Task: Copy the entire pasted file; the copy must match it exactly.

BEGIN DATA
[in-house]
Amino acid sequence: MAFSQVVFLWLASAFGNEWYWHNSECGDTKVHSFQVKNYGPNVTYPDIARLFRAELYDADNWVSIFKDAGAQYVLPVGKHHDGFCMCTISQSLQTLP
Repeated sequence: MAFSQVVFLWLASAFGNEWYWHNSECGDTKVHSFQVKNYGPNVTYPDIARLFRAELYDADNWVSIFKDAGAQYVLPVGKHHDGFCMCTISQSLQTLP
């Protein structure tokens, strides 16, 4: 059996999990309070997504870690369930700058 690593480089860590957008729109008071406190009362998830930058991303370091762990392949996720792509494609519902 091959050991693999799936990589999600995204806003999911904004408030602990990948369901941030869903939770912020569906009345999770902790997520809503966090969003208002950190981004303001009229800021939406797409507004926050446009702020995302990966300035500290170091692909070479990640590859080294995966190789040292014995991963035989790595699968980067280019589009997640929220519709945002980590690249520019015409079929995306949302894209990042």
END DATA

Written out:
[in-house]
Amino acid sequence: MAFSQVVFLWLASAFGNEWYWHNSECGDTKVHSFQVKNYGPNVTYPDIARLFRAELYDADNWVSIFKDAGAQYVLPVGKHHDGFCMCTISQSLQTLP
Repeated sequence: MAFSQVVFLWLASAFGNEWYWHNSECGDTKVHSFQVKNYGPNVTYPDIARLFRAELYDADNWVSIFKDAGAQYVLPVGKHHDGFCMCTISQSLQTLP
């Protein structure tokens, strides 16, 4: 059996999990309070997504870690369930700058 690593480089860590957008729109008071406190009362998830930058991303370091762990392949996720792509494609519902 091959050991693999799936990589999600995204806003999911904004408030602990990948369901941030869903939770912020569906009345999770902790997520809503966090969003208002950190981004303001009229800021939406797409507004926050446009702020995302990966300035500290170091692909070479990640590859080294995966190789040292014995991963035989790595699968980067280019589009997640929220519709945002980590690249520019015409079929995306949302894209990042």